Landlord Action’s new head of legal Paul Sowerbutts fears the protracted delays around the eviction process are going to get worse before they get better.
The eviction service took 707 calls from landlords looking for advice in June, up from 439 calls in April, and Paul Sowerbutts predicts that once the furlough scheme ends in October there will be more job losses, leading to even more landlords needing to evict tenants who’ve built up large rent arrears.
Review hearings have created an extra hurdle that leads to delays too, which Landlord Action is petitioning to remove.
He tells LandlordZONE: “There’s a lot of frustration directed at local authorities who landlords feel aren’t supporting them because they want tenants to stay in properties for as long as possible.”
Loopholes can sometimes be found to expedite the process, says Sowerbutts, who cites the six-month notice period facing landlords in Wales.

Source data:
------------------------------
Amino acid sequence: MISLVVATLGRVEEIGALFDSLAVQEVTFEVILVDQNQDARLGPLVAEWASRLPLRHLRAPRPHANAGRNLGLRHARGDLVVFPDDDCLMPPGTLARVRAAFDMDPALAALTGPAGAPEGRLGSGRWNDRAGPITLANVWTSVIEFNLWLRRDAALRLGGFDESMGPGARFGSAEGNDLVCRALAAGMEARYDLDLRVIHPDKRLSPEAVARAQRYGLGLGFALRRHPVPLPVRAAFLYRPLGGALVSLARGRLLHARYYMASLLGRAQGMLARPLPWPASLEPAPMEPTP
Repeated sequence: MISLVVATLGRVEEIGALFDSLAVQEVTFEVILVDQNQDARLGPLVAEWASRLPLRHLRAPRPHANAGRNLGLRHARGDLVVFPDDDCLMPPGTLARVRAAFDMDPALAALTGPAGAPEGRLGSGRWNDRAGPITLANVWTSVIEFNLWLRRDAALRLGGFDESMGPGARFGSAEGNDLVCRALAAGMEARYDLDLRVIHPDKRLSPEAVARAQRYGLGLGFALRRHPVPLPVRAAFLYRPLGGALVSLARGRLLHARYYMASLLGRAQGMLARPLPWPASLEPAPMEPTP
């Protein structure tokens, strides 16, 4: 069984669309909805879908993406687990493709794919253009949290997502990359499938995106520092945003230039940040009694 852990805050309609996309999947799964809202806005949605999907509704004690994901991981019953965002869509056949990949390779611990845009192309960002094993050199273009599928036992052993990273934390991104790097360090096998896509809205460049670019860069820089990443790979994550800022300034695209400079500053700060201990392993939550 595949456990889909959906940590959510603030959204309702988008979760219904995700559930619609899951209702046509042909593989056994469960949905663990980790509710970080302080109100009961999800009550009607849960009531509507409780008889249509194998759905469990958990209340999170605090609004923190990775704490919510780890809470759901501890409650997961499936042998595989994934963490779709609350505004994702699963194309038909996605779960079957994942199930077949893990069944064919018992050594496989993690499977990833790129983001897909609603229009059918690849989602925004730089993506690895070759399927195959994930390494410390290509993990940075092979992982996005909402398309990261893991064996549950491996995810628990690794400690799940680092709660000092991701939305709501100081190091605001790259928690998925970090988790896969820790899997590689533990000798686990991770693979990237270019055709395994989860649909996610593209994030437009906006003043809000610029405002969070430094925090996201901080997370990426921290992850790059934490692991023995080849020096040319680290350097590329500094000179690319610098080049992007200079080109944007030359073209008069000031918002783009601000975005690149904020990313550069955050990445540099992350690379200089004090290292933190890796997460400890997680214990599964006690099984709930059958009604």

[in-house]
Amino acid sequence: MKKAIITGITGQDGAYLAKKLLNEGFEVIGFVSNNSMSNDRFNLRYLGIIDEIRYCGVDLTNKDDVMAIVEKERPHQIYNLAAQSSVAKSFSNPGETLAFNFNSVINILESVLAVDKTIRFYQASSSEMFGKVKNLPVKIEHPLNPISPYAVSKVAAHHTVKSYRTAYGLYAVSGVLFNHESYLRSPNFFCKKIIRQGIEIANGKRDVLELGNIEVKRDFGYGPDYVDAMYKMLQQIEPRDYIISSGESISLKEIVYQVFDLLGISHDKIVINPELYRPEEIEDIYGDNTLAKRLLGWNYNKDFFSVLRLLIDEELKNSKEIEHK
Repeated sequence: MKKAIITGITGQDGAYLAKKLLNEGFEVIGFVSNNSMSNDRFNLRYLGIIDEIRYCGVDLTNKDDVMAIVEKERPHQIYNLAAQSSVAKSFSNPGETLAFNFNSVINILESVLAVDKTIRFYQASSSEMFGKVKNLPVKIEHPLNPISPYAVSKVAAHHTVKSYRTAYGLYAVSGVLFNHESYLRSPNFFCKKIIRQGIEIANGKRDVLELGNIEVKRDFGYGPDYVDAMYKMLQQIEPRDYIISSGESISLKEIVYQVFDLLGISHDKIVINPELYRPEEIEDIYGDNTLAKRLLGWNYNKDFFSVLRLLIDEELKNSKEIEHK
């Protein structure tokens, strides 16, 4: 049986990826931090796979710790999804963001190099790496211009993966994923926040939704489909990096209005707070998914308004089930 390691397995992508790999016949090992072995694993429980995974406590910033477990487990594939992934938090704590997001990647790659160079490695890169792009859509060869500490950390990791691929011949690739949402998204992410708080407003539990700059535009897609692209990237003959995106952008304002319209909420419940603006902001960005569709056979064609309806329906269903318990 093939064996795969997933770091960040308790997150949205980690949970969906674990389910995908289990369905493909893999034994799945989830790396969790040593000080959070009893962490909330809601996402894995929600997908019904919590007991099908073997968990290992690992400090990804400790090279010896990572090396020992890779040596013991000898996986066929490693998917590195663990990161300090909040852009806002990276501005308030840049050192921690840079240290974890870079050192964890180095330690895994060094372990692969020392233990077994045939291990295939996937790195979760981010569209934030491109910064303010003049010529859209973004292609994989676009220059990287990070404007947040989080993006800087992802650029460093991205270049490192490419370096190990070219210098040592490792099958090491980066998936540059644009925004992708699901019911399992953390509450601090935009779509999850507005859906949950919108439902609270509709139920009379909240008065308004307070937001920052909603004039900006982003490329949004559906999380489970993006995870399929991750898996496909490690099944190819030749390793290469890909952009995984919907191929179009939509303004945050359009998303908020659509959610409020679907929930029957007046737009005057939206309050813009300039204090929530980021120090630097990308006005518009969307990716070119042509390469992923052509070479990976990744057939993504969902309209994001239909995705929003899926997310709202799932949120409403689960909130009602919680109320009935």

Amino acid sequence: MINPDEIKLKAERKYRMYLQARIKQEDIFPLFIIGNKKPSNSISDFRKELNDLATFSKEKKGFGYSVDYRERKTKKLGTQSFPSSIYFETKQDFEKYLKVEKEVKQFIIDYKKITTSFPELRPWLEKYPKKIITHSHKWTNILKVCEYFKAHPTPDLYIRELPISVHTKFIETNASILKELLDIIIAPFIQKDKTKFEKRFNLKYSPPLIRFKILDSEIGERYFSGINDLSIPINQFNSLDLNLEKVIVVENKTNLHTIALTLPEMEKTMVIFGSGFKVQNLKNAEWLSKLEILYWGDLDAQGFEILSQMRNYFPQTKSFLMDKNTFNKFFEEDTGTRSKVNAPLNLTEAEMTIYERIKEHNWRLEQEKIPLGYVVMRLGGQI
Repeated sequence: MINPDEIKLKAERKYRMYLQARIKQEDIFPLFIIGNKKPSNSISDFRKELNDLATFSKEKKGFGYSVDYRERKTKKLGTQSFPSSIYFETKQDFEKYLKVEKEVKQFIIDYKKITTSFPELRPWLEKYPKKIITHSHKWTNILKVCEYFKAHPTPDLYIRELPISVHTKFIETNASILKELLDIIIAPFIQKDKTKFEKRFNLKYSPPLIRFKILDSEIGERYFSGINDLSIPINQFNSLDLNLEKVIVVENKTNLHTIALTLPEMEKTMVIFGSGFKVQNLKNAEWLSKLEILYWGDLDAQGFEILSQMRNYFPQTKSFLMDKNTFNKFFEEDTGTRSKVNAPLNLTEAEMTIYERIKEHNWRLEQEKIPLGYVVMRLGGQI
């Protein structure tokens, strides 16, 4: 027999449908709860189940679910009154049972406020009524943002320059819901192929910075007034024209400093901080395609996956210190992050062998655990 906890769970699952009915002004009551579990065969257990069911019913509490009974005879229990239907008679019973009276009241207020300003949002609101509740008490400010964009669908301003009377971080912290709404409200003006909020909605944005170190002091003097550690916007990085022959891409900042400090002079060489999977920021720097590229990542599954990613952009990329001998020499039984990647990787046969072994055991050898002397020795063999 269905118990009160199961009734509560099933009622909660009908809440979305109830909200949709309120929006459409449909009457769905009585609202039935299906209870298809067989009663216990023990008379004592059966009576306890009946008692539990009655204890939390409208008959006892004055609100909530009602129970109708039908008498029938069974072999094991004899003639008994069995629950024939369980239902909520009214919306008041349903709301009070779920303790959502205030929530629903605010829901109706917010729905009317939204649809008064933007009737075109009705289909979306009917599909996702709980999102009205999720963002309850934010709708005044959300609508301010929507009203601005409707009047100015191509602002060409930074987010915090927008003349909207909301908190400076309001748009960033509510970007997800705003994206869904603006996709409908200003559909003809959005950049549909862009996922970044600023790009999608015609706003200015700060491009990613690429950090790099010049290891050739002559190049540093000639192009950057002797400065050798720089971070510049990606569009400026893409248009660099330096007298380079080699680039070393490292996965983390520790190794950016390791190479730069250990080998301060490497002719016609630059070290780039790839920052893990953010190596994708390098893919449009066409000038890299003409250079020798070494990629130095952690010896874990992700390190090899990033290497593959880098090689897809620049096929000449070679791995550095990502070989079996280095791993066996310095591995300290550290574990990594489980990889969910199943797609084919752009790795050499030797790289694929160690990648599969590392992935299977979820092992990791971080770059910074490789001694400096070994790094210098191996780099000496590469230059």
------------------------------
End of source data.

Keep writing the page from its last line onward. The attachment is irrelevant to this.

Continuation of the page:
Issuing a notice on the grounds of anti-social behaviour along with rent arrears means the courts should prioritise a case, he advises.
In England, relying on a county court bailiff is taking at least three or four months. Consequently, Landlord Action had been advising clients to apply directly to the high court to get a high court enforcement officer to carry out a much speedier eviction in a couple of weeks. However, this is proving less effective as an application now takes several months.
An experienced solicitor with many years working in local government, as well as with tenants using legal aid and social landlords, he believes the market will evolve once Section 21 is abolished, leading to fewer landlords in the PRS but with larger portfolios, where his expertise in housing management – maintaining relationships with tenants – will be useful.
Paul’s rounded knowledge of all aspects of housing law and the strategies needed to bring successful evictions will also be key. “I’m getting my sleeves rolled up and using my understanding of all sides in the process,” he adds.